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Title: Learning reduced kinetic Monte Carlo models of complex chemistry from molecular dynamics

Here, we propose a novel statistical learning framework for automatically and efficiently building reduced kinetic Monte Carlo (KMC) models of large-scale elementary reaction networks from data generated by a single or few molecular dynamics simulations (MD). Existing approaches for identifying species and reactions from molecular dynamics typically use bond length and duration criteria, where bond duration is a fixed parameter motivated by an understanding of bond vibrational frequencies. Conversely, we show that for highly reactive systems, bond duration should be a model parameter that is chosen to maximize the predictive power of the resulting statistical model. We demonstrate our method on a high temperature, high pressure system of reacting liquid methane, and show that the learned KMC model is able to extrapolate more than an order of magnitude in time for key molecules. Additionally, our KMC model of elementary reactions enables us to isolate the most important set of reactions governing the behavior of key molecules found in the MD simulation. We develop a new data-driven algorithm to reduce the chemical reaction network which can be solved either as an integer program or efficiently using L1 regularization, and compare our results with simple count-based reduction. For our liquid methane system,more » we discover that rare reactions do not play a significant role in the system, and find that less than 7% of the approximately 2000 reactions observed from molecular dynamics are necessary to reproduce the molecular concentration over time of methane. Furthermore, we describe a framework in this work that paves the way towards a genomic approach to studying complex chemical systems, where expensive MD simulation data can be reused to contribute to an increasingly large and accurate genome of elementary reactions and rates.« less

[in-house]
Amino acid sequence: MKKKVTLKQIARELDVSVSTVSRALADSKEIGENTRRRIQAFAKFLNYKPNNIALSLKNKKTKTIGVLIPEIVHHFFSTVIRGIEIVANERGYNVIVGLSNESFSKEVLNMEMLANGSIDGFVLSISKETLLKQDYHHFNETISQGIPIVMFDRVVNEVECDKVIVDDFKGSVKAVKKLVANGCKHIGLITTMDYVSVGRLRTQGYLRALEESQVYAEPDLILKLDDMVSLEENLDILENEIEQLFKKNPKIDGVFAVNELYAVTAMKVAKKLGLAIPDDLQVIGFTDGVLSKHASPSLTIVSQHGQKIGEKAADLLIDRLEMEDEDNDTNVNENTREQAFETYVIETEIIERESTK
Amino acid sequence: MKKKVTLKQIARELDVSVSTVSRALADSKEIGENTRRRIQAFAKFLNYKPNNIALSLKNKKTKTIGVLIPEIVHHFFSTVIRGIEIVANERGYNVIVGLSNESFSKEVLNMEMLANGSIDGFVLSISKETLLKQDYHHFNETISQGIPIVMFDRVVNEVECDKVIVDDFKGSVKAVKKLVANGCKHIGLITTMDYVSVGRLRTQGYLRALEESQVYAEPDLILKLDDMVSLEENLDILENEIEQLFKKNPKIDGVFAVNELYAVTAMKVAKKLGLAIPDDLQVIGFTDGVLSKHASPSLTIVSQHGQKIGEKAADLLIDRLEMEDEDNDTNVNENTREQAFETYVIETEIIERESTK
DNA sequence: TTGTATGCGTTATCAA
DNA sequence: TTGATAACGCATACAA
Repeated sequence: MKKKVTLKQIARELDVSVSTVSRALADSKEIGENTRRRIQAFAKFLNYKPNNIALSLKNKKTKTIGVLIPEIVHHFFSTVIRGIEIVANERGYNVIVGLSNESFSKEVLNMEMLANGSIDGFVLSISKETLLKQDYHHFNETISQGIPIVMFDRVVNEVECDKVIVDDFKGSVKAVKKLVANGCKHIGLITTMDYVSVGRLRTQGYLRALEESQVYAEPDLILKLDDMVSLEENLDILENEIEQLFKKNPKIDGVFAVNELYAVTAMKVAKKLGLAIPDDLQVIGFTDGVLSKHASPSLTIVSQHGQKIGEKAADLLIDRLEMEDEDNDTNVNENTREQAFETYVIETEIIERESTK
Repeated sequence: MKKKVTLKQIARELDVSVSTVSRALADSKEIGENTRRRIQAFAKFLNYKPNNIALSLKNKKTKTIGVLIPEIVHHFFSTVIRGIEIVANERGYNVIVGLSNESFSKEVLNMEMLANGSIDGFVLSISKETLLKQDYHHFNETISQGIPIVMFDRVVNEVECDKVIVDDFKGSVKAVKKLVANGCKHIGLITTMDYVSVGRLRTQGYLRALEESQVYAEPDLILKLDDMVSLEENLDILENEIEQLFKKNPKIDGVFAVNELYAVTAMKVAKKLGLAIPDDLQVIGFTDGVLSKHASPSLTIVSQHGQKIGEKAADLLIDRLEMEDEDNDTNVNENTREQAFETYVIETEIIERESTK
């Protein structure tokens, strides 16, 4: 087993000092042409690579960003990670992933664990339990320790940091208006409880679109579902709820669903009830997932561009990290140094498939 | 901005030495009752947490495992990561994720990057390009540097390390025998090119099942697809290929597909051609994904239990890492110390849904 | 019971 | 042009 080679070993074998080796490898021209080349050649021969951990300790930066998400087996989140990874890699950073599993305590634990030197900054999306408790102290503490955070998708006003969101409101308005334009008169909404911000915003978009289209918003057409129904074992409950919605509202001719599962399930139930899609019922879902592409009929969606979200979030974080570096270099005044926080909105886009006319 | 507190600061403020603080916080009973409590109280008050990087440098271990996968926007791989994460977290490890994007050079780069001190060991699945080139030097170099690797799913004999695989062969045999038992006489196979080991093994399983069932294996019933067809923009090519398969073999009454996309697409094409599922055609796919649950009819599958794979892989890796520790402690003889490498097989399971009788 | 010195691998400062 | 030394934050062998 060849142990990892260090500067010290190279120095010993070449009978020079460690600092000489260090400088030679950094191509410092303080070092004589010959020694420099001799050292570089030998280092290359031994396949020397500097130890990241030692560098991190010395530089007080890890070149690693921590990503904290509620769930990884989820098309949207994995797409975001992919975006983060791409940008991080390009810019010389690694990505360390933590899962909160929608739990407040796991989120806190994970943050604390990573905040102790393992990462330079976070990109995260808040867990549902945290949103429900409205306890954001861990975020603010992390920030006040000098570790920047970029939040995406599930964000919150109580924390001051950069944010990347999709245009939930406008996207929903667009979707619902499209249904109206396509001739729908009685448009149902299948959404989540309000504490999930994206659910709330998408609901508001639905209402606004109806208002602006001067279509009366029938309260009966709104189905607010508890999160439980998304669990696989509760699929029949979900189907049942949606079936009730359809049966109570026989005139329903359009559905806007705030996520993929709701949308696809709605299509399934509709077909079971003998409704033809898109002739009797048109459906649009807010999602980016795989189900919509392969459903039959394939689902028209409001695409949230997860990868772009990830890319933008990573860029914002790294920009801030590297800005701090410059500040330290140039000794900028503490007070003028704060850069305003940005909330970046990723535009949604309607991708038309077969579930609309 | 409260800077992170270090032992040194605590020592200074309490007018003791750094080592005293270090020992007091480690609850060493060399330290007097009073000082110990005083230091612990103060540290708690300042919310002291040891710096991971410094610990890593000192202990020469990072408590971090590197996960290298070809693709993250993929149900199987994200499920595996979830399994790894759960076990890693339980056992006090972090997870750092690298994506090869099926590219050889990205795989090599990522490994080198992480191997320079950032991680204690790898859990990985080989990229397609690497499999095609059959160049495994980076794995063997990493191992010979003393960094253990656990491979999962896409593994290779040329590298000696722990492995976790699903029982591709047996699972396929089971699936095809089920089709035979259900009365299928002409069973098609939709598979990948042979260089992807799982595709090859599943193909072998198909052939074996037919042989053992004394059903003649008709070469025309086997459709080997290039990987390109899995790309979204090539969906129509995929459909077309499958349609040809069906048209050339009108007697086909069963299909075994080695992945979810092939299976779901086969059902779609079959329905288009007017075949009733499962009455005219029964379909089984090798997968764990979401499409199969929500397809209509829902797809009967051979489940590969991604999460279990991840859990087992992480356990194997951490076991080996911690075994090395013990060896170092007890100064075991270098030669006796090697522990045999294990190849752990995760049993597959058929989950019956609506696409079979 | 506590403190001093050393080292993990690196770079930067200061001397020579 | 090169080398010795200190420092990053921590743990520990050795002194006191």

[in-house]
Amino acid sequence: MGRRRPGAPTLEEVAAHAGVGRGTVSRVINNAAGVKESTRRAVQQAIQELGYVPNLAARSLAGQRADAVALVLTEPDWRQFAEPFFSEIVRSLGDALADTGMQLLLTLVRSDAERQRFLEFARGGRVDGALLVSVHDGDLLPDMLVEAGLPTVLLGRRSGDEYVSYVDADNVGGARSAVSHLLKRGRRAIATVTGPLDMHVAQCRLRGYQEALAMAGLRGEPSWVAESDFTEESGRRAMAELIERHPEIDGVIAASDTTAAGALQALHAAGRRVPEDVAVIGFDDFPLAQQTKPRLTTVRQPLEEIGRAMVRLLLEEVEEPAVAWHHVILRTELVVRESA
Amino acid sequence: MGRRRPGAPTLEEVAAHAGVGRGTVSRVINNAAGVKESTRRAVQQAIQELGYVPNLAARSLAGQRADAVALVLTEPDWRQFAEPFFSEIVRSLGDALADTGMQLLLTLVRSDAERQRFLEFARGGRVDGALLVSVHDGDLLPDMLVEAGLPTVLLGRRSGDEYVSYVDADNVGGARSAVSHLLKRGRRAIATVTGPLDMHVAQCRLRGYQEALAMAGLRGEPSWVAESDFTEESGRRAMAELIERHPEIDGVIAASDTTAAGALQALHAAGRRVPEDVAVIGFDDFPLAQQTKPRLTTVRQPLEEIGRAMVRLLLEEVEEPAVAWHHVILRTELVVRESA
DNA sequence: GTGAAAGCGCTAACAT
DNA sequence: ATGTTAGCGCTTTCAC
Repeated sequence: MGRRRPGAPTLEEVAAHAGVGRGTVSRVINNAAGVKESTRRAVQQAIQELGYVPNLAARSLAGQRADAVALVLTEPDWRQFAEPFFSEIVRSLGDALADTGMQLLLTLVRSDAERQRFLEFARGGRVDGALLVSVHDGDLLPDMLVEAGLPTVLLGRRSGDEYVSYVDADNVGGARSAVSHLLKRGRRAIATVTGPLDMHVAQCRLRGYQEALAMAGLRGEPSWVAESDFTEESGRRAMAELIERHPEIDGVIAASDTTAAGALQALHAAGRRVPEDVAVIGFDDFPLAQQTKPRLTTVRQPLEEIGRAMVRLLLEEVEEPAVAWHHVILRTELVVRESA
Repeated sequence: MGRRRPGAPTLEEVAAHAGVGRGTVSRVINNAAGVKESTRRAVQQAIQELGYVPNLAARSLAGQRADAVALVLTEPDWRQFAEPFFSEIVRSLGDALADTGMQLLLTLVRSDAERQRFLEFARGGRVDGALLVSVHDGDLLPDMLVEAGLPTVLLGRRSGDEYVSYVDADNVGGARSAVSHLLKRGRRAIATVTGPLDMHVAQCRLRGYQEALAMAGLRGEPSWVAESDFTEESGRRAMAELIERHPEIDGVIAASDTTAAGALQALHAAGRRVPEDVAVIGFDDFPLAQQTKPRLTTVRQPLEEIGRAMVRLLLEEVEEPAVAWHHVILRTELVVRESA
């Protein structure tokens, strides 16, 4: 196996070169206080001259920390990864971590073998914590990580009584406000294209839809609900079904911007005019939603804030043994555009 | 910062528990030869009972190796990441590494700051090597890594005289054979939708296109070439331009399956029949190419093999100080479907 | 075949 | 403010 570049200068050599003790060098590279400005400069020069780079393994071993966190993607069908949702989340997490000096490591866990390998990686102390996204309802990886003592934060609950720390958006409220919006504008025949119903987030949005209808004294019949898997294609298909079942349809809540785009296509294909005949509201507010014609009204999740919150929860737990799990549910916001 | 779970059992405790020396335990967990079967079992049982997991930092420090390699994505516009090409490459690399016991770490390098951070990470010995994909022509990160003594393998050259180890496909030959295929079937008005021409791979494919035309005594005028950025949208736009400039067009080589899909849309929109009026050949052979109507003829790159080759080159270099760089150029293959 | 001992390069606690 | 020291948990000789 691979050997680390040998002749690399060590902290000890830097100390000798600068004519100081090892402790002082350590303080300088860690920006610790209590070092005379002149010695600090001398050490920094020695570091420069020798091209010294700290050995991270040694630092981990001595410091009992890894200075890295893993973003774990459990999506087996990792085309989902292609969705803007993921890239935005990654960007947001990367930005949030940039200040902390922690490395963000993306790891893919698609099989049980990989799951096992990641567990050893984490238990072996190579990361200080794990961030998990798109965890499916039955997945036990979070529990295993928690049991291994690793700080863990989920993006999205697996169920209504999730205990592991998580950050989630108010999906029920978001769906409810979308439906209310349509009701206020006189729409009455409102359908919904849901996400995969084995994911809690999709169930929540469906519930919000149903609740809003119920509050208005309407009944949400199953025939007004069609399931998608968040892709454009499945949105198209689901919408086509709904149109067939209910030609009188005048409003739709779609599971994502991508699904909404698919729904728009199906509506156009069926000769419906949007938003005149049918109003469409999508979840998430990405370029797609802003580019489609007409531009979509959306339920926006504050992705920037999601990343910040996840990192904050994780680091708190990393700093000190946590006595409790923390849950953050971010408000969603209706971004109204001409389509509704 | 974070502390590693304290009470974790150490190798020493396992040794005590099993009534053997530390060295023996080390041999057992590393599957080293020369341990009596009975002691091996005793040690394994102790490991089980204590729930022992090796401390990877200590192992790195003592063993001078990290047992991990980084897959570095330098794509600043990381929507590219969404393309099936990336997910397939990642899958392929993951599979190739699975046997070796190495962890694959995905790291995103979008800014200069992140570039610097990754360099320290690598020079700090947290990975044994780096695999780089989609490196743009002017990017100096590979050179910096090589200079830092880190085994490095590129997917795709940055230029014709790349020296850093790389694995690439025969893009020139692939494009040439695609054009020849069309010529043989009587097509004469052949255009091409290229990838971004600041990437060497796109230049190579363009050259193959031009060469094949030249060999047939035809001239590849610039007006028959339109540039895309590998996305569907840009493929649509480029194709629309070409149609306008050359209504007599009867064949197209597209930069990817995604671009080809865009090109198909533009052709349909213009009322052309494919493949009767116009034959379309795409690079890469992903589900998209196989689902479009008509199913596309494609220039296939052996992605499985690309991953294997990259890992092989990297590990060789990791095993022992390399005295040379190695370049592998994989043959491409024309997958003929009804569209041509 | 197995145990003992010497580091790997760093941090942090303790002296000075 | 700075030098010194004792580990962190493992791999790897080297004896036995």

ORCiD logo [1] ;  [2] ;  [3]
  1. Stanford Univ., CA (United States). Inst. for Computational and Mathematical Engineering
  2. Pontifical Catholic Univ. of Chile, Santiago (Chile). Mathematical and Computational Engineering
  3. Stanford Univ., CA (United States). Inst. for Computational and Mathematical Engineering and Dept. of Materials Science and Engineering
Publication Date:
Grant/Contract Number:
Accepted Manuscript
Journal Name:
Chemical Science
Additional Journal Information:
Journal Volume: 679; Journal ID: ISSN 2041-6520
Royal Society of Chemistry
Research Org:
Washington State Univ., Pullman, WA (United States)
Sponsoring Org:
USDOE National Nuclear Security Administration (NNSA)
Country of Publication:
United States
OSTI Identifier: